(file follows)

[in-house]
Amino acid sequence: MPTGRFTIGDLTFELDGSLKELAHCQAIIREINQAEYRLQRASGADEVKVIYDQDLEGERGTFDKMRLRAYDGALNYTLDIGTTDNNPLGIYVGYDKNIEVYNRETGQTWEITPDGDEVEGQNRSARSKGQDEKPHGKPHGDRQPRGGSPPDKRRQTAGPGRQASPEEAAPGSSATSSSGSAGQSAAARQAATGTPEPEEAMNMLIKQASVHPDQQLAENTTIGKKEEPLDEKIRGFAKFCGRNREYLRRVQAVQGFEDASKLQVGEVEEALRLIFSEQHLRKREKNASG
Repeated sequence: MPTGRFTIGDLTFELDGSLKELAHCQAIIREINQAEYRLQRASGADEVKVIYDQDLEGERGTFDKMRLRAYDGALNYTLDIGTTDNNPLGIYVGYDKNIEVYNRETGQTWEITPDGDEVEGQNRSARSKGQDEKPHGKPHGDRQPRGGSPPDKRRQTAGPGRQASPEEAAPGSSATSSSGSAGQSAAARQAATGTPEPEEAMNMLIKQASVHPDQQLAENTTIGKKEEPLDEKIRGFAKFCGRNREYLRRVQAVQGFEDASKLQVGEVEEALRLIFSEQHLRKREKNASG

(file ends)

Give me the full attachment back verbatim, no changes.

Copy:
[in-house]
Amino acid sequence: MPTGRFTIGDLTFELDGSLKELAHCQAIIREINQAEYRLQRASGADEVKVIYDQDLEGERGTFDKMRLRAYDGALNYTLDIGTTDNNPLGIYVGYDKNIEVYNRETGQTWEITPDGDEVEGQNRSARSKGQDEKPHGKPHGDRQPRGGSPPDKRRQTAGPGRQASPEEAAPGSSATSSSGSAGQSAAARQAATGTPEPEEAMNMLIKQASVHPDQQLAENTTIGKKEEPLDEKIRGFAKFCGRNREYLRRVQAVQGFEDASKLQVGEVEEALRLIFSEQHLRKREKNASG
Repeated sequence: MPTGRFTIGDLTFELDGSLKELAHCQAIIREINQAEYRLQRASGADEVKVIYDQDLEGERGTFDKMRLRAYDGALNYTLDIGTTDNNPLGIYVGYDKNIEVYNRETGQTWEITPDGDEVEGQNRSARSKGQDEKPHGKPHGDRQPRGGSPPDKRRQTAGPGRQASPEEAAPGSSATSSSGSAGQSAAARQAATGTPEPEEAMNMLIKQASVHPDQQLAENTTIGKKEEPLDEKIRGFAKFCGRNREYLRRVQAVQGFEDASKLQVGEVEEALRLIFSEQHLRKREKNASG